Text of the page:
Riley, an adorable 4-month-old kitten, hopes to soon have a forever home. She’s friendly, energetic, good with children, and enjoys playing with toy mice.
The playful feline is one of five from her litter. Their original owner surrendered the siblings and their mother to Animal Care Centers of New York City’s (ACC) Brooklyn facility in East New York. So far, two of them are adopted.
Riley and her sisters, Raven and Ryan, were available on Wednesday as part of the shelter’s Summer Fest Adoption event, which was held every Wednesday in August at the Brooklyn ACC parking lot.
“We’ve had 44 pets adopted, roughly evenly split between dogs and cats,” Katy Hansen, ACC director of marketing and communications, told BK Reader after the third week of Summer Fest.
For the final event of the month, Hansen said ACC was going all out. They offered not just dogs and cats, but also guinea pigs and rabbits. They hoped to find homes for as many animals as possible.
Although Summer Fest is finished, there are ongoing opportunities to adopt. ACC planned to hold a mobile adoption event on Aug. 28 at Petco Bensonhurst, located at 86th Street, from noon to 4:00pm.
Post pandemic lockdown crisis
After Riley’s mother gave birth, six cats became too many to handle and too expensive for their owner. What’s more, the owner’s landlord didn’t allow pets. Management apparently looked the other way when the owner had just the mom, but the newborn litter crossed a line.
After keeping the cats for a few weeks, the owner did the responsible thing by surrendering them to ACC.
That owner was far from alone in making that difficult decision.
Hansen said ACC had seen a sharp rise in surrendered pets across the city since springtime. In February, ACC took in roughly 600 animals. By June, that figure skyrocketed to about 1,500.
“These are not the pets that were adopted during the lockdown and returned once the lockdown was lifted and people began going back to work,” Hansen clarified. “These are pets that people have had for years.”
She blamed the ballooning number of surrenders on several factors.
“It’s a combination of people losing their homes and jobs,” she stated, adding that people are nervous about the expiring eviction moratorium and unemployment benefits.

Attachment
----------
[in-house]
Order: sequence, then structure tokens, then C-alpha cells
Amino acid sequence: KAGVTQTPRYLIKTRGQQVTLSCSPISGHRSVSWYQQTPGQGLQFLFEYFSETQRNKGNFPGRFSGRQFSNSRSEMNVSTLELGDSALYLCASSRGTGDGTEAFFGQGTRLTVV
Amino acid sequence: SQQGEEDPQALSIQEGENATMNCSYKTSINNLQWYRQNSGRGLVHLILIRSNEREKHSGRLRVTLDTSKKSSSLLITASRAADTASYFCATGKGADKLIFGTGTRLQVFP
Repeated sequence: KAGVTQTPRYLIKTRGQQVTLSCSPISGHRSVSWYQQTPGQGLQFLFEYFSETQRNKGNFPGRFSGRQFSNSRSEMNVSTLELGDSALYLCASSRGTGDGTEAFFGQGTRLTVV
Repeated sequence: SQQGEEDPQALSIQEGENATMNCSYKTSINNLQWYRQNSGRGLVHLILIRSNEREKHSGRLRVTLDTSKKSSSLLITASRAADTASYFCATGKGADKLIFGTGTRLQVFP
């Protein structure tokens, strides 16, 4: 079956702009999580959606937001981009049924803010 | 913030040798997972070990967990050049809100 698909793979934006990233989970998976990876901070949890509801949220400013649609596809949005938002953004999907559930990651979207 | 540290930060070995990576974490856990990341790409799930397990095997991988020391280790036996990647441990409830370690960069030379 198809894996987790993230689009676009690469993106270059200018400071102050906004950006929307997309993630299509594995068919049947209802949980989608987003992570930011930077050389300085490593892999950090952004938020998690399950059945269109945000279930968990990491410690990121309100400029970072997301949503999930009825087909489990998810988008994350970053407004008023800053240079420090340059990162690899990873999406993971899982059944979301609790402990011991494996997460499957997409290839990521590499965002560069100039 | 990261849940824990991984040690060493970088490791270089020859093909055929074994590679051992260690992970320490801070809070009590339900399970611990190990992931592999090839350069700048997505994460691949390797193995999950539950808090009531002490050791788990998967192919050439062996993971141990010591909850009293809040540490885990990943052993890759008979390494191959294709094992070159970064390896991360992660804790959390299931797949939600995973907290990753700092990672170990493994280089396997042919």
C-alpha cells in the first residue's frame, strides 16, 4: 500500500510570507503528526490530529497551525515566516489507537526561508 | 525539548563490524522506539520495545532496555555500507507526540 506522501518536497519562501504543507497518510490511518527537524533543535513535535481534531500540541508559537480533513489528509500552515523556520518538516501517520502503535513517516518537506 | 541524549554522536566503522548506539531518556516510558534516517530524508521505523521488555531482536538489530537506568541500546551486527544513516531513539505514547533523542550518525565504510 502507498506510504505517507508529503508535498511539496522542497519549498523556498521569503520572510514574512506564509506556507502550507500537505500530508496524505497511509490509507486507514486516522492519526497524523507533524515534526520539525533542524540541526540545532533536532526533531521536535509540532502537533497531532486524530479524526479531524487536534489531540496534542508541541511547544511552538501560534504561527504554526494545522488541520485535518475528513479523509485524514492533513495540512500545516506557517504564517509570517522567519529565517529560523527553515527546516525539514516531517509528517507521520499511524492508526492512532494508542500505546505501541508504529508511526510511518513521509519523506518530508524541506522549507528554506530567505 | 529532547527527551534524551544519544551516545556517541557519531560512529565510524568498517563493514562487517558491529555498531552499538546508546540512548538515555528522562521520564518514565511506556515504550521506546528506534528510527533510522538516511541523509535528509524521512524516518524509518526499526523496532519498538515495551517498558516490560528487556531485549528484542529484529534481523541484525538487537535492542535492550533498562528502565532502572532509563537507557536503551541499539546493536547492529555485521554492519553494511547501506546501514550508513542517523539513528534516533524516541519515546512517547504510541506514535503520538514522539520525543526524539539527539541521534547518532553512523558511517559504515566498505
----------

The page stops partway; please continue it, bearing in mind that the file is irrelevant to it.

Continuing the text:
“They are financially strapped, or they’re moving into a place with another family but can’t bring their pets, or they’re moving to a place that doesn’t allow pets,” Hansen continued. “Families are making really hard choices.”
Choosing the right pet for you
Many older shelter animals have lived in homes, so they have experience being pets. But it’s important to ask the staff specific compatibility questions before adopting, Kelly DiCicco, ASPCA New York City adoption promotions manager, told BK Reader.
Some factors to consider include space restrictions, the amount of time spent at home, and the needs of other family members or pets already living at home.
“The staff at shelters is well-versed in creating matches that take an animal’s personality, dream home, and any special needs into account,” DiCicco added.
Staff at the Brooklyn ACC conducts pairings at the facility, Roger Freed, the mobile adoption coordinator, explained to BK Reader.
Upon intake, the staff thoroughly documents the animal’s background, including its medical and behavioral history.
To create the perfect match, they consider the needs of both the prospective owner and the needs of the animal. After adoption, ACC continues to provide resources, including Zoom group counseling.
“If people are considering that they need to surrender their pet, they should call us,” Hansen recommended. “We have all sorts of different resources.”
She added that ACC is hiring for multiple positions to meet its ongoing needs. The jobs range from adoption counselors and animal rescue specialists to field drivers. ACC’s website career page has a full list of rewarding jobs.
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